Today was the day that we spent the most time agonizing over what to do. Akureyri is a very nice place - I wouldn't mind living here, actually - but in terms of tourist things to do, there's not a whole lot. That's why today we decided we were going to go east again.
Our first stop was at Krafla, a caldera just southwest of Dettifoss. It's an interesting place - formed during the Mývatn Fires in the 1720s, it now hosts a geothermal power station. One of their pipelines runs across the road, and instead of burying it, it goes up in an arch over the roadway. We hiked around one of the craters, Víti, said to be an entrance to hell, that has a green-blue lake in it. We also stopped at the site of the Iceland Deep Drilling Project, which meant to drill down to super-hot rock 4,000 meters down, but hit a magma chamber at half that depth. On the way back to the Hringvegur, we stopped at a little roadside parking lot that was centered on a pipe coming up out of the ground connected to a shower head. It was spraying water at just the right temperature to take a shower, though rather exposed...
Back at the Ring Road, we decided to head east and cross the border into the East Iceland region, so we could say we'd been to all of them. We went a little further than we anticipated, because there is NOTHING THERE. It's like driving through the Midwest, but more so. Eventually we hit the town of Egilsstaðir, the largest settlement in East Iceland. It's home to about 2,000 people. After a refuel and quick bite to eat, we headed east out of town to go look at a waterfall that was mentioned on a map at their visitor center. It turns out that from the official parking lot it's about a 90 minute hike in the wind, but there's a pull-off up above the falls where you can walk down to the river for some good pictures.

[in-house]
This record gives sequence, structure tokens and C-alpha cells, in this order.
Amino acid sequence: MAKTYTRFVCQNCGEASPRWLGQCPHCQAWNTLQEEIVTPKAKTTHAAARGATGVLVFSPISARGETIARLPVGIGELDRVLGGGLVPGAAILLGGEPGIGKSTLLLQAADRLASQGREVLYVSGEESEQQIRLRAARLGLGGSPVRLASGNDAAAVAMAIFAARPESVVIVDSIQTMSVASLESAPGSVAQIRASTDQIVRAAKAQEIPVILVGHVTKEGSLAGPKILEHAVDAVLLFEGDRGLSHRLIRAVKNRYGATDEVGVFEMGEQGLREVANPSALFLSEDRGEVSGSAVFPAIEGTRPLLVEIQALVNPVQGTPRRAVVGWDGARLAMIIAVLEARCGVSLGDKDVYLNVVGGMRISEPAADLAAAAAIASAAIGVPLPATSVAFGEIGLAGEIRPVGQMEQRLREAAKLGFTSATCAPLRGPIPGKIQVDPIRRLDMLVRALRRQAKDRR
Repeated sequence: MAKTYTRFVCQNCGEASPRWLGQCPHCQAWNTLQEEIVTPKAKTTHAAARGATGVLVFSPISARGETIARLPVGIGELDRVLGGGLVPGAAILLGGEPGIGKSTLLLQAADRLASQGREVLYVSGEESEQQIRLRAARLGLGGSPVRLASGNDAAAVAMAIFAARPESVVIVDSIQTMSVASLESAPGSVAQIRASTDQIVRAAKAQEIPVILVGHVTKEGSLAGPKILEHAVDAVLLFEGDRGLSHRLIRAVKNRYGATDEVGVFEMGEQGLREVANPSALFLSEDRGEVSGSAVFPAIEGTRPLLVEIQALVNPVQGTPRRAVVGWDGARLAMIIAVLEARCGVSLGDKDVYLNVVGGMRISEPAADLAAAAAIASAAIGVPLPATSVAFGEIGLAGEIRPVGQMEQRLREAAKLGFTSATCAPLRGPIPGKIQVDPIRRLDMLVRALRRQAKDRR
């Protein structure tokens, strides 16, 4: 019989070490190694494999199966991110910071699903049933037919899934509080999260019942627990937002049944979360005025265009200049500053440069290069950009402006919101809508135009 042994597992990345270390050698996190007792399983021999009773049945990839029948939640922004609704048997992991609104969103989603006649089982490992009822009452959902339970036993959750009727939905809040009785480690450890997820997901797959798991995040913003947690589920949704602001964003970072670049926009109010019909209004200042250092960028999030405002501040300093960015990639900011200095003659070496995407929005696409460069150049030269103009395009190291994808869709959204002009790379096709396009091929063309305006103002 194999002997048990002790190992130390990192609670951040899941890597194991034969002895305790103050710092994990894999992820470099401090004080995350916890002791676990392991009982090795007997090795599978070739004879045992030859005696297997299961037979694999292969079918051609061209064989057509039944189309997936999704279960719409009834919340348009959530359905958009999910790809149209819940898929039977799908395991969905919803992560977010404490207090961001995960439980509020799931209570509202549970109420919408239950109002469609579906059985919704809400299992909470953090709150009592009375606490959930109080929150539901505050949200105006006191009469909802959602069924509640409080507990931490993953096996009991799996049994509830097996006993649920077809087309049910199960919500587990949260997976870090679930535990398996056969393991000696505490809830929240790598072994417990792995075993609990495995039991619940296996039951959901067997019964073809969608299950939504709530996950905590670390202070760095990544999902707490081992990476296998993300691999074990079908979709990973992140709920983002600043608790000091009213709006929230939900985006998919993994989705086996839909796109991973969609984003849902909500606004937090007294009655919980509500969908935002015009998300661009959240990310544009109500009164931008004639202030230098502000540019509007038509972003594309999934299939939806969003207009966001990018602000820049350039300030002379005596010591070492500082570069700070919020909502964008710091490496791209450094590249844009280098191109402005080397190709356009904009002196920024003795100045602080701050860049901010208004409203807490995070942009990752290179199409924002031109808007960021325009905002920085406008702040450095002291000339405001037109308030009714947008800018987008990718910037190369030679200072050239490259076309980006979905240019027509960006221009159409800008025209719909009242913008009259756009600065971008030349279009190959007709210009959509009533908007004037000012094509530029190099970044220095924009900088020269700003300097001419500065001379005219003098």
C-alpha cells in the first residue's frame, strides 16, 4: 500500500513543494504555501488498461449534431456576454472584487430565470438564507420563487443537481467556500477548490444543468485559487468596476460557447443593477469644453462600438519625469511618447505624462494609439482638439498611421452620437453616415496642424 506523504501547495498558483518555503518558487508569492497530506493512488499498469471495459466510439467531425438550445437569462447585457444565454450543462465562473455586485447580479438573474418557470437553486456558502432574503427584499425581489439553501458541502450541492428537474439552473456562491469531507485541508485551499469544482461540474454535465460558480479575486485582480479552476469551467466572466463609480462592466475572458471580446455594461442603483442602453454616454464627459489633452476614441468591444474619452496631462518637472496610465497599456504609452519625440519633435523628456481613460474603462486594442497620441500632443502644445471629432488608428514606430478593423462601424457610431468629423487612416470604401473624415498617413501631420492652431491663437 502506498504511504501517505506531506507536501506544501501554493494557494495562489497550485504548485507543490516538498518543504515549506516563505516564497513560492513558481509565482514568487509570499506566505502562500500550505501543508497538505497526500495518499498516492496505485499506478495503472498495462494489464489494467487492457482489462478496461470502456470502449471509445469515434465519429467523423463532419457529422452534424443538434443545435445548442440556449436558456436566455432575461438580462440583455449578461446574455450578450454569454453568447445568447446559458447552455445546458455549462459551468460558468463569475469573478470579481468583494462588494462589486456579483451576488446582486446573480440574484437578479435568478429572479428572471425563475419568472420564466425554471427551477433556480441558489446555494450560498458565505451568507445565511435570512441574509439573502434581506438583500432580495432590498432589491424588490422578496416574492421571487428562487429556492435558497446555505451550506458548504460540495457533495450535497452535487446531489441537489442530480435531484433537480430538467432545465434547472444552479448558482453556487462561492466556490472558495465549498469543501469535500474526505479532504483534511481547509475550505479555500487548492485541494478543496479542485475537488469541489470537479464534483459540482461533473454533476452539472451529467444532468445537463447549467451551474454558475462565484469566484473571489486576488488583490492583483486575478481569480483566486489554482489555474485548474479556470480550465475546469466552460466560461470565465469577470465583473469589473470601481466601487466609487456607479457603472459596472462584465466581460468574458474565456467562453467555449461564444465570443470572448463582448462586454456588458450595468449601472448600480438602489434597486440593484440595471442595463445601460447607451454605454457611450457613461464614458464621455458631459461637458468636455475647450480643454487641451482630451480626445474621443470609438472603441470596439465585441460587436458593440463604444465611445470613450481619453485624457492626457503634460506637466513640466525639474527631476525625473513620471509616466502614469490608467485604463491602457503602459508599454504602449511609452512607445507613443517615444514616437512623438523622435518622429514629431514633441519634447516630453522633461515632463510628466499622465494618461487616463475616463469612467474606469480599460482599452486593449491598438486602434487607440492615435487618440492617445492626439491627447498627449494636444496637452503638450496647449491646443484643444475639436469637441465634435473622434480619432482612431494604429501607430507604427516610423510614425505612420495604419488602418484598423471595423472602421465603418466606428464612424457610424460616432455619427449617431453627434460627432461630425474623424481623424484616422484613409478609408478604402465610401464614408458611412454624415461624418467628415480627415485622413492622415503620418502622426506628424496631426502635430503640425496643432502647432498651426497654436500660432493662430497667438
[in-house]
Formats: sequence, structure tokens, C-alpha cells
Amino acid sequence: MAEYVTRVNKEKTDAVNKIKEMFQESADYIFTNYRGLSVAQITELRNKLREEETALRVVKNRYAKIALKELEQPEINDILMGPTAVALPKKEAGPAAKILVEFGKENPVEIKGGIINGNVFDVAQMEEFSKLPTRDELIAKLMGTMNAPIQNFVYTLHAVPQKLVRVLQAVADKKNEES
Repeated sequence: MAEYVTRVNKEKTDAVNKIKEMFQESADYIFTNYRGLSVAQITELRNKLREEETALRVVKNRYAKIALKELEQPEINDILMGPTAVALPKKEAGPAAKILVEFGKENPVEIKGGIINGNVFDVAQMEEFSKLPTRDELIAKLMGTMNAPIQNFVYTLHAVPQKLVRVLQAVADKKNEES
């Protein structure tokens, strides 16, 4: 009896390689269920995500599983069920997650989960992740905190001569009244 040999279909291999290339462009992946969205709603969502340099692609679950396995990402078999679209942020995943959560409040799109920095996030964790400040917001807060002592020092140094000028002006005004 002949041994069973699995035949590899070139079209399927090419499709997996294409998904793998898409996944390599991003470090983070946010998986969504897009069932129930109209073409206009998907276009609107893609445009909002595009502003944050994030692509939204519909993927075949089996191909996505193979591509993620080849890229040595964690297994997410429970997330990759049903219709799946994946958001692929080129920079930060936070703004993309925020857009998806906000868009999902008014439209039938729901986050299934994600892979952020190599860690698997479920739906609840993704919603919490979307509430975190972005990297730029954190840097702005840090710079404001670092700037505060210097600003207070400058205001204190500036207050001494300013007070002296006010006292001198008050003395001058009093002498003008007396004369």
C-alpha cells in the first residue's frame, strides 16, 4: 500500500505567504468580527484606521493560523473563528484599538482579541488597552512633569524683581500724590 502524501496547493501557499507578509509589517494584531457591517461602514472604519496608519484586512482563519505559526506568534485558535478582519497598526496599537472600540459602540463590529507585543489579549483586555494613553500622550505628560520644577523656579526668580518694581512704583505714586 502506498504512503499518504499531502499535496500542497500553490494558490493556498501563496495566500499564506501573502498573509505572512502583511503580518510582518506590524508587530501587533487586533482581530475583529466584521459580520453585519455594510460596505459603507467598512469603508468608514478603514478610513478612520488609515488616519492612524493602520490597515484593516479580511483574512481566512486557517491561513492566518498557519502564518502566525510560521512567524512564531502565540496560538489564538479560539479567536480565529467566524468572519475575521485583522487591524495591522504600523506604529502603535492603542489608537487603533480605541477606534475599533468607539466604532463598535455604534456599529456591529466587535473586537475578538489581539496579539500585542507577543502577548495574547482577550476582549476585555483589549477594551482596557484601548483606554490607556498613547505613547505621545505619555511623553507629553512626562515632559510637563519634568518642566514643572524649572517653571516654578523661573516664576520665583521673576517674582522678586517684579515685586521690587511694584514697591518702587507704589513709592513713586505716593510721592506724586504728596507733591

Rather than turn around, we decided to go out to the end of the road (Route 93), to see the small town there. On the way we stopped at Gufufoss, another waterfall. This one you could walk all the way out onto right from the parking lot. There was evidence of some flood control facilities (weirs across the channel, a depth gauge), and a monument with text in a rune-like script chiseled into it. Once again, this served as a reminder of how different the US and Iceland approach risk management - we could walk out onto the edge of the falls themselves, with a 70-80' drop inches away, and there was no guard rail or warning signs.
From Egilsstaðir onwards, we'd seen tour busses, which seemed odd for such a remote area. Then we drove into Seyðisfjörður, the town at the end of the fjord. Tied up at the dock was the MS Norrona, a cruiseferry from the Faroe Islands. The busses were carrying tourists who had taken the ferry about 48 hours from Denmark. The town itself wasn't very big - maybe 500 residents - but they have a blue church that appears in a lot of tour guides, so we stopped for pictures.
At that point it was 4:30 and we were a four hour drive from the apartment, so we hit the road and headed for home. Tonight we're eating leftovers and packing - tomorrow we drive back to Reykjavik for one last night, then off to the airport. This is probably the last post until we get home Friday night or Saturday morning - see you then!